A jovial, sunny story with a slightly unusual interpretation of the role of rabbits in Easter celebrations.

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WAKE UP, IT'S EASTER

This pleasant, rhyming story was first published in Switzerland, adapted from a children’s poem that describes several animals working together to alert all the rabbits that Easter is coming.

In the introductory pages, Mr. Croak the raven flies down to tell Vicki Vole that Easter is coming. She spruces up for the holiday “as all good creatures do” and then sets off to find her friend Rob Rabbit. He appears to be in bed recovering from a cold, but he bounds up and takes off in a hurry to spread the news to the other rabbits about Easter’s impending arrival. The final spread shows several rabbits at a distance romping across a green field with tiny eggs just visible hidden among the spring flowers. Mr. Croak and Vicki Vole enjoy a cup of tea together as one rabbit approaches them with baskets of decorated eggs. The story could not be much slighter, and the rhymes are sometimes a little sing-song, but the pleasant, cheery tone of the text is matched by soft-focus illustrations in bright, jewel tones against azure blue skies.

A jovial, sunny story with a slightly unusual interpretation of the role of rabbits in Easter celebrations. (Picture book. 3-5)

Pub Date: Feb. 1, 2012

ISBN: 978-0-7358-4070-6

Page Count: 32

Publisher: NorthSouth

Review Posted Online: Feb. 15, 2012

Kirkus Reviews Issue: March 1, 2012

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Nevertheless, children will enjoy the whimsical scenes, and adult mavens of children’s literature will appreciate and...

GOODNIGHT SONGS

ILLUSTRATED BY TWELVE AWARD-WINNING PICTURE BOOK ARTISTS

It’s a treasure trove: one dozen previously unpublished lyrical songs illustrated by the likes of Jonathan Bean, Carin Berger and Melissa Sweet.

In an introduction, estate editor Amy Gary explains how she found a trunk in Brown’s sister’s barn filled with unpublished manuscripts with Brown’s handwritten notes along with musical scores of her words. They were written in 1952, the last year of her life, when she was traveling in France for a book tour and under contract to create songs for a new children’s record company. Brown’s intent was to capture the spirit of a child’s world in her songs as she had done with her stories. As the opening to “The Secret Song” demonstrates, the simple rhymes have Brown’s trademark charm: “Who saw the petals / Drop from the rose? / ‘I,’ said the spider. / ‘But nobody knows.’ / Who saw the sunset / Flash on a bird? / ‘I,’ said the fish. / ‘But nobody heard.’ ” Each song is presented on one double-page spread, each illustrated by a different artist (uncredited until an ending recap), in a rather staid book design that does not rise to meet the buoyancy of the lyrics.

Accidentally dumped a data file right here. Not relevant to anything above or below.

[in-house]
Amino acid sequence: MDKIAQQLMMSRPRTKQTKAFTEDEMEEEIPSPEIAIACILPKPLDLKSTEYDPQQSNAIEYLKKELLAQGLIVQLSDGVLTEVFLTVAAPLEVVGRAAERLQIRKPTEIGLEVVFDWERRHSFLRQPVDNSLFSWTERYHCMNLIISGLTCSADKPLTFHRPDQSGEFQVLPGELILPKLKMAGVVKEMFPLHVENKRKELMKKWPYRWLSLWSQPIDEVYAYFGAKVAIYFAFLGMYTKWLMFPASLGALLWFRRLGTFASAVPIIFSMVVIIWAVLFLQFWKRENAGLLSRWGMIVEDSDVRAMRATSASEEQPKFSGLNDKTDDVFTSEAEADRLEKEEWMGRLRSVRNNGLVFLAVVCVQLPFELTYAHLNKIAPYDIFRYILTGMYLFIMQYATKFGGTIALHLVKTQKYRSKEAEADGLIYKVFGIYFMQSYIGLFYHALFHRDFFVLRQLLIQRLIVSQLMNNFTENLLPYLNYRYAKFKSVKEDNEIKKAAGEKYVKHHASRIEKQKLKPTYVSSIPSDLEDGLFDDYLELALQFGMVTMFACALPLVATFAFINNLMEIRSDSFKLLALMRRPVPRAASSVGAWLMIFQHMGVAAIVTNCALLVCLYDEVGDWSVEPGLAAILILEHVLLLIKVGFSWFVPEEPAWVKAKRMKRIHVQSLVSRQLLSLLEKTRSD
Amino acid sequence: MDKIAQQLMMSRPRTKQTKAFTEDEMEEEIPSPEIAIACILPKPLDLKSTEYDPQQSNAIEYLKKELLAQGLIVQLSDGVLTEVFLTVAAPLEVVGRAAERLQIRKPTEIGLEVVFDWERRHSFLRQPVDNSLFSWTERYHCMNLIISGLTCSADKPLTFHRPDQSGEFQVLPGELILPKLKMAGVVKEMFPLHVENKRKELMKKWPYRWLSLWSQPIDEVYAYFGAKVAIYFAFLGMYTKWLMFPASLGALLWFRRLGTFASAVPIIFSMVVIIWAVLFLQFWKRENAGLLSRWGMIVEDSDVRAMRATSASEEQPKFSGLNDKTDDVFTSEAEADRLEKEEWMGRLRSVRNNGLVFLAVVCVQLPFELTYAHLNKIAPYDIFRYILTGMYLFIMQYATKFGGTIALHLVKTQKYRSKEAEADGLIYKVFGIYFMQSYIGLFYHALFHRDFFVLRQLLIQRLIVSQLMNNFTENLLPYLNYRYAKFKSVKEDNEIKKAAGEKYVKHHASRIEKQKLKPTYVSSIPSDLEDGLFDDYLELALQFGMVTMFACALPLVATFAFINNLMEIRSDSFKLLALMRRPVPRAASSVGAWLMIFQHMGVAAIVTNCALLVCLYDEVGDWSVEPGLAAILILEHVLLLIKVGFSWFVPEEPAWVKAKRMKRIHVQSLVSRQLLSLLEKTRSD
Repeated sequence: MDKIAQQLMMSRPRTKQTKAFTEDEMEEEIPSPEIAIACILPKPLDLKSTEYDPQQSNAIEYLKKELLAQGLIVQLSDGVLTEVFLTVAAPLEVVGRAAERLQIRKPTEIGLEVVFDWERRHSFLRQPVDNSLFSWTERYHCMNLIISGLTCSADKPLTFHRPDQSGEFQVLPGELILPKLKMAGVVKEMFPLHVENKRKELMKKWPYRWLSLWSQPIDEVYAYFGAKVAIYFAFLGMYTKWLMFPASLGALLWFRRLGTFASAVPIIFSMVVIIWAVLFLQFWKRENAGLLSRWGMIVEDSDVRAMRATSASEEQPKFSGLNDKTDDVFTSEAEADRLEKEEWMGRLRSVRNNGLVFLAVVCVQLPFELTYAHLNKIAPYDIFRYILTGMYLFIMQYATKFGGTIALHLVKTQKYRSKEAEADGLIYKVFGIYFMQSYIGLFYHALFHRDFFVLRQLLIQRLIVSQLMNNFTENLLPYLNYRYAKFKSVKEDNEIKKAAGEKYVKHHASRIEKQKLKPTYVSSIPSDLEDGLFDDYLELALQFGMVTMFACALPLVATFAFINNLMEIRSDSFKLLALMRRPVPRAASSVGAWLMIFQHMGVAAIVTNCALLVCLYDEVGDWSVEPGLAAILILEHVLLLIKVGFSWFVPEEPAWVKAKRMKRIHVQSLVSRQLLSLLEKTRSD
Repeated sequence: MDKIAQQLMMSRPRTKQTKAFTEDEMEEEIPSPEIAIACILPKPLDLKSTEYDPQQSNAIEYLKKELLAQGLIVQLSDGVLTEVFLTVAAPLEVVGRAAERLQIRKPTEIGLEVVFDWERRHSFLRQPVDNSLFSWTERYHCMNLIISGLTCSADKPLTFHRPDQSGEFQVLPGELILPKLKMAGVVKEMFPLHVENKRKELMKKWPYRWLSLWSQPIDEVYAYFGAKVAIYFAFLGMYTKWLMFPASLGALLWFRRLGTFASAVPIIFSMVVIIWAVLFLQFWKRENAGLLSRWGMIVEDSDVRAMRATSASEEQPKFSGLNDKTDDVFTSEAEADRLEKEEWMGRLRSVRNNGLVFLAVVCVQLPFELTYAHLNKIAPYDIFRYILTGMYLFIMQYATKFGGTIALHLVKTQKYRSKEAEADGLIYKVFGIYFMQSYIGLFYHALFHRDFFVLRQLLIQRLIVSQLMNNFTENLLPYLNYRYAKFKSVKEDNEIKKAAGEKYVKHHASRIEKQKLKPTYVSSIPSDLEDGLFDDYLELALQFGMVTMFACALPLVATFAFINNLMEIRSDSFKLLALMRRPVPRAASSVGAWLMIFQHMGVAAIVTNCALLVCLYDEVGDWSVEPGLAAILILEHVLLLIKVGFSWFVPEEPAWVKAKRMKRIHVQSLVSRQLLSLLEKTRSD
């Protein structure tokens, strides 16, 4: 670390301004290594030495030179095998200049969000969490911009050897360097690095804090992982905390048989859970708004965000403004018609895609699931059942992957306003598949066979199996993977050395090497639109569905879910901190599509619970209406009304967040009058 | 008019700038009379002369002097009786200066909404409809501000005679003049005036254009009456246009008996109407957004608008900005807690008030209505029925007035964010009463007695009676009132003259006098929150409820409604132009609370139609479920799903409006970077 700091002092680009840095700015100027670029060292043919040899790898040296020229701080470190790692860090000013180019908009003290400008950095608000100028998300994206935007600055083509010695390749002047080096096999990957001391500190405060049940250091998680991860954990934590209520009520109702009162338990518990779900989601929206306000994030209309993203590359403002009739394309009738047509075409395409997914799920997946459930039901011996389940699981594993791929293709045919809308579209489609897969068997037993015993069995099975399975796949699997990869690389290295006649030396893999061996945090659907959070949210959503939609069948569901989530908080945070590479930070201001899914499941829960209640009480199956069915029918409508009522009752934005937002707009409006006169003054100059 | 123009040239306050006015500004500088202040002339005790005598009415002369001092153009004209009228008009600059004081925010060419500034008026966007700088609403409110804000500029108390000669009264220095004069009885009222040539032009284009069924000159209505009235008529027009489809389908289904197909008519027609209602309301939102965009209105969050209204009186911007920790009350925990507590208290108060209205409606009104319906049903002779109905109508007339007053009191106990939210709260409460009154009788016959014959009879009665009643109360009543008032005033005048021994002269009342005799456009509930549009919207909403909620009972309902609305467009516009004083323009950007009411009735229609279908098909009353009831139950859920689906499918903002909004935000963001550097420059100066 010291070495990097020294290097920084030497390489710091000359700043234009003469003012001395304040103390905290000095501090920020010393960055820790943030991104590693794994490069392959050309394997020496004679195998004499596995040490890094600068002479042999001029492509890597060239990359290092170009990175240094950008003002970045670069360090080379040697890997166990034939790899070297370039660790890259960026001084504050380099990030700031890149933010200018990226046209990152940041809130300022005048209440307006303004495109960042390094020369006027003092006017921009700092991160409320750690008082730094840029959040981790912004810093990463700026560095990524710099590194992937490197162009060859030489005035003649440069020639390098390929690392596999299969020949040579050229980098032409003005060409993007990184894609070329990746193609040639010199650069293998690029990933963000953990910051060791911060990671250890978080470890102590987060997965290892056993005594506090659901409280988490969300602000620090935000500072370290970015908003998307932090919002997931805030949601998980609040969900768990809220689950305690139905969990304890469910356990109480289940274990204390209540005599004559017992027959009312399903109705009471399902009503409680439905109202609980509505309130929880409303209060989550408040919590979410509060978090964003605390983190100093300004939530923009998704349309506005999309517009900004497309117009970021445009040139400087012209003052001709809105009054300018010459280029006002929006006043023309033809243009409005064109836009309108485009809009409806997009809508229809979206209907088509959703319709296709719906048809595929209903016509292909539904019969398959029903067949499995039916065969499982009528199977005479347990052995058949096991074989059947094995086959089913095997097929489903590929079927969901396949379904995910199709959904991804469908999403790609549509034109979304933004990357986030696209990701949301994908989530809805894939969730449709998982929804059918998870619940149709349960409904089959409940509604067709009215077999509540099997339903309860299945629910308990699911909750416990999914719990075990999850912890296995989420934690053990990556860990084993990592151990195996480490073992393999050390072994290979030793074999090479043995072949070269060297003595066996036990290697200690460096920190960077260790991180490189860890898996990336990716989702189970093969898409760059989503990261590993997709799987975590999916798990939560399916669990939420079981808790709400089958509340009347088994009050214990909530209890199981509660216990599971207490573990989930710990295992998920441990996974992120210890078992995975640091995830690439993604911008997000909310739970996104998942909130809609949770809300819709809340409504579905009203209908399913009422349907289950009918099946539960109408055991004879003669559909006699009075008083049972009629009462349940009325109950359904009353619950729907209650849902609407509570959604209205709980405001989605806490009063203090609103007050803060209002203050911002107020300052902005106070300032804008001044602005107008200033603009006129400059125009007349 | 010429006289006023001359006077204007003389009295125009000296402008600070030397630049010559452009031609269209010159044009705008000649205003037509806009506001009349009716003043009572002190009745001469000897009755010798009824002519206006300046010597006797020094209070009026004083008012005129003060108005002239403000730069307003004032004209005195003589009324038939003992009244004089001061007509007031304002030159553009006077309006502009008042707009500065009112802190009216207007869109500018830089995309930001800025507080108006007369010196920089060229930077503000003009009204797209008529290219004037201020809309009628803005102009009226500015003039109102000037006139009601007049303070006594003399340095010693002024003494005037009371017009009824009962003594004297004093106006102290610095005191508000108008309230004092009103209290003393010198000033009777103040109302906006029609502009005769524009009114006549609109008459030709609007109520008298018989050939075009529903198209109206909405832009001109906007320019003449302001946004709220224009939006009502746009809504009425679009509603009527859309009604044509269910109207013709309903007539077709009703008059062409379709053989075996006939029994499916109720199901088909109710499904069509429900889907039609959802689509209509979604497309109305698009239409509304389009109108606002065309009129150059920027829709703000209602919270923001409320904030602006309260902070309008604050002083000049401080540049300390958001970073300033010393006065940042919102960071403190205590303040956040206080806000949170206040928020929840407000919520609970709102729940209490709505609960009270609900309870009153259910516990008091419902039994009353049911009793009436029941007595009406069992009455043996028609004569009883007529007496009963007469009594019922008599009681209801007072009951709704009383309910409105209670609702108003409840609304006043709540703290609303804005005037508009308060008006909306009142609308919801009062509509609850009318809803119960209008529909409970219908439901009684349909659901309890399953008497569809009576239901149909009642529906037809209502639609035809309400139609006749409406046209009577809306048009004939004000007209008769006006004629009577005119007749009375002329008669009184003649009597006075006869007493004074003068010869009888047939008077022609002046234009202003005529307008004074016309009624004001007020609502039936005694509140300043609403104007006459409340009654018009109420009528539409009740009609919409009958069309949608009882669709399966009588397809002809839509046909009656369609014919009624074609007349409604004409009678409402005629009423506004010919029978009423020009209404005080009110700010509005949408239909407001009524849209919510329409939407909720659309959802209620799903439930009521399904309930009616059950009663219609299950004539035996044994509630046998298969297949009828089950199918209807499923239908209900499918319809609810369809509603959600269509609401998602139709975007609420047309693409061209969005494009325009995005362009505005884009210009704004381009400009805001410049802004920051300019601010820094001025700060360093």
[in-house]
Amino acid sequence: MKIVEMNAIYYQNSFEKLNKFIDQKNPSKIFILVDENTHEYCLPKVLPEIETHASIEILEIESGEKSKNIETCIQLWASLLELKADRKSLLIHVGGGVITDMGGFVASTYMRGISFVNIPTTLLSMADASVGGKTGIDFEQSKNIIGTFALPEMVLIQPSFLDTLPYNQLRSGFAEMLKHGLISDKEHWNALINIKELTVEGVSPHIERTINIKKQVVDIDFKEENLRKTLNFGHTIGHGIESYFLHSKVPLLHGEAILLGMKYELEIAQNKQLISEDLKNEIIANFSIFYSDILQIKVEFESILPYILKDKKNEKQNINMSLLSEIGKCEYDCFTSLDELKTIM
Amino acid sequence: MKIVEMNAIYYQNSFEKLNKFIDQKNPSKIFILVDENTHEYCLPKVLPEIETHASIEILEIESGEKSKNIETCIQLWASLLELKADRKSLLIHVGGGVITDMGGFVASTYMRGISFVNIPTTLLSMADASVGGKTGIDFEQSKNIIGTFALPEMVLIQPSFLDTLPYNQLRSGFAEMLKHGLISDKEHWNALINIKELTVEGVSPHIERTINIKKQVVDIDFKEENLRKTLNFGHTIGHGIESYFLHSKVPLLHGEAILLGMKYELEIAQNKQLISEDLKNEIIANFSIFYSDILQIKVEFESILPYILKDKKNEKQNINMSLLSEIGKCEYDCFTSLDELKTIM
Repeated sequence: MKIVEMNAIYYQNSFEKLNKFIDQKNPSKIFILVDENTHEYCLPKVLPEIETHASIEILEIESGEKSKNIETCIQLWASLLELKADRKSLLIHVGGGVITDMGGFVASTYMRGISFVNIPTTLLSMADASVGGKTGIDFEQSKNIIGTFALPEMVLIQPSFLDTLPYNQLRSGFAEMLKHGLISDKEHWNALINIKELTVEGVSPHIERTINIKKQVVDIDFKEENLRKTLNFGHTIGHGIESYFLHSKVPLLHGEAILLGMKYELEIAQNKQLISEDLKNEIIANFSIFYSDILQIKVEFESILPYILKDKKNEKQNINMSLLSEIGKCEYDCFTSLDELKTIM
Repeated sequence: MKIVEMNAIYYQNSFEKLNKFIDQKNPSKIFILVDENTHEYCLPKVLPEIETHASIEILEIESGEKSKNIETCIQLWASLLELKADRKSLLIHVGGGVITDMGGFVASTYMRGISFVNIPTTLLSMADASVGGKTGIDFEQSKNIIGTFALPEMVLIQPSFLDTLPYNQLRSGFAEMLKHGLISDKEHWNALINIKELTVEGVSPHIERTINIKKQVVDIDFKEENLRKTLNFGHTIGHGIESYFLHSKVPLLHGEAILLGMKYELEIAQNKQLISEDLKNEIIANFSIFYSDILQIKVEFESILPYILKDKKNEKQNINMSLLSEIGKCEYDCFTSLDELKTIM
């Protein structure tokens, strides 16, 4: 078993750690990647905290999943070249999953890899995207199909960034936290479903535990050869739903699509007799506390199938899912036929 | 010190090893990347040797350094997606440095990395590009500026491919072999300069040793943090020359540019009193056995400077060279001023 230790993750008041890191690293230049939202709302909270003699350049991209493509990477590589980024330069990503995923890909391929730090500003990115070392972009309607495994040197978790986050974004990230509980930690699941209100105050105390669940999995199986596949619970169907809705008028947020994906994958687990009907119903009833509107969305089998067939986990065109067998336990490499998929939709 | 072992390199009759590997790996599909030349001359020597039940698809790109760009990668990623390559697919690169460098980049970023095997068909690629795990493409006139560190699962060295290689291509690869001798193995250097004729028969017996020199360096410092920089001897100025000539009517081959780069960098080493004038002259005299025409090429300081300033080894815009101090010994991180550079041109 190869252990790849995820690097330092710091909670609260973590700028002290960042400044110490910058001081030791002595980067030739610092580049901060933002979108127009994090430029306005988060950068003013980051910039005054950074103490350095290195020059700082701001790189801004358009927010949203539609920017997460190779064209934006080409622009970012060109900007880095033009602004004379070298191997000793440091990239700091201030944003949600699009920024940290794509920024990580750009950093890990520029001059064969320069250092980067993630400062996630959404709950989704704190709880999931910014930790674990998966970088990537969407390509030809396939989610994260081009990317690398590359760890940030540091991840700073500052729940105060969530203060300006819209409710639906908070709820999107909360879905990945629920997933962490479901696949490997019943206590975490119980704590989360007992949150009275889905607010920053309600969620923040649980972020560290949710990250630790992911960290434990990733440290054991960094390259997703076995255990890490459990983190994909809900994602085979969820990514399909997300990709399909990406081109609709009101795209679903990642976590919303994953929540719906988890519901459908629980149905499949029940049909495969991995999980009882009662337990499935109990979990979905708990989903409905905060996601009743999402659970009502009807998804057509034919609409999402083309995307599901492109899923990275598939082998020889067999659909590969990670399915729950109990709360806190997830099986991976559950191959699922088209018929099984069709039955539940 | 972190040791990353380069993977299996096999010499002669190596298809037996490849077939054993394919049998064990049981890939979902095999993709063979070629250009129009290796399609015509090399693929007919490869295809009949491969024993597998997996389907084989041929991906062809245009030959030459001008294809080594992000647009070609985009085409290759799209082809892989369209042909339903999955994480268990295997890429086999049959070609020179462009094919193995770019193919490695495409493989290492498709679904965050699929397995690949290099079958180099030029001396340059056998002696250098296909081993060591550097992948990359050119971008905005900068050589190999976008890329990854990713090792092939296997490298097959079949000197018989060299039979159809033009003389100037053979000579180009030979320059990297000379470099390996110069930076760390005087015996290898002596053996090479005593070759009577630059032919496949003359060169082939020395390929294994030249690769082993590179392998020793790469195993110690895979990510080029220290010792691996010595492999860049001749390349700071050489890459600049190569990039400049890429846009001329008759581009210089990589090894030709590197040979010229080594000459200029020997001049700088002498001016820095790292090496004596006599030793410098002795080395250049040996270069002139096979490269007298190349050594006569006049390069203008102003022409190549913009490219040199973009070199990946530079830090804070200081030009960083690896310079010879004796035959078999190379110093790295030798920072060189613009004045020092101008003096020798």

Nevertheless, children will enjoy the whimsical scenes, and adult mavens of children’s literature will appreciate and delight in the background of the discovery. (CD) (Picture book. 3-5)

Pub Date: March 4, 2014

ISBN: 978-1-4549-0446-5

Page Count: 28

Publisher: Sterling

Review Posted Online: Jan. 22, 2014

Kirkus Reviews Issue: Feb. 1, 2014

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MOTHER GOOSE PICTURE PUZZLES

Hillenbrand introduces the idea of rebuses to newly emergent readers with a gathering of likely-to-be-familiar Mother Goose rhymes—from “Hey diddle, diddle, / the [cat] and the [fiddle]” to “Twinkle, twinkle, little [star].” To make the translations ultra-easy, he provides literal visual interpretations for each rhyme in good-humored cartoon scenes featuring smiling people or animals, generally in country dress and settings. (He moderates verisimilitude for the audience appropriately: Jill’s fallen male companion and Humpty Dumpty are unhappy after their accidents but plainly not grievously injured.) He even labels the relevant figures, all of whom or which are larger versions of the rebuses: “cake,” “baker’s man” and “baby,” for instance, or “hill,” “pail,” “water” and “crown (another word for top of head).” As a technique for promoting visual and verbal literacy at once this game has a good track record, and young audiences put off by the crudely illustrated likes of Blanche Fisher Wright’s Real Mother Goose Picture Word Rhymes (1916, 1987) or the much older Mother Goose in Hieroglyphics (1849, 1973) will both enjoy and benefit from this shorter but more child-friendly outing. (Nursery rhymes. 3-5)

Pub Date: March 1, 2011

ISBN: 978-0-7614-5808-5

Page Count: 40

Publisher: Marshall Cavendish

Review Posted Online: Jan. 26, 2011

Kirkus Reviews Issue: Feb. 1, 2011

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